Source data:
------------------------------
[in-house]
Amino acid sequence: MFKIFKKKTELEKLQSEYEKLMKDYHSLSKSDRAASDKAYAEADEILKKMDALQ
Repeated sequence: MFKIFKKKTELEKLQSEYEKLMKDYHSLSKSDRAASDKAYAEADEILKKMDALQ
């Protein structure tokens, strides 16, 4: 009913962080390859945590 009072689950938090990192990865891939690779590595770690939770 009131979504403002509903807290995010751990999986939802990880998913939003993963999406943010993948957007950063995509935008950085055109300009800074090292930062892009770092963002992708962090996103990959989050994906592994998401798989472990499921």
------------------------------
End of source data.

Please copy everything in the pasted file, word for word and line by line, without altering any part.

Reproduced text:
[in-house]
Amino acid sequence: MFKIFKKKTELEKLQSEYEKLMKDYHSLSKSDRAASDKAYAEADEILKKMDALQ
Repeated sequence: MFKIFKKKTELEKLQSEYEKLMKDYHSLSKSDRAASDKAYAEADEILKKMDALQ
């Protein structure tokens, strides 16, 4: 009913962080390859945590 009072689950938090990192990865891939690779590595770690939770 009131979504403002509903807290995010751990999986939802990880998913939003993963999406943010993948957007950063995509935008950085055109300009800074090292930062892009770092963002992708962090996103990959989050994906592994998401798989472990499921």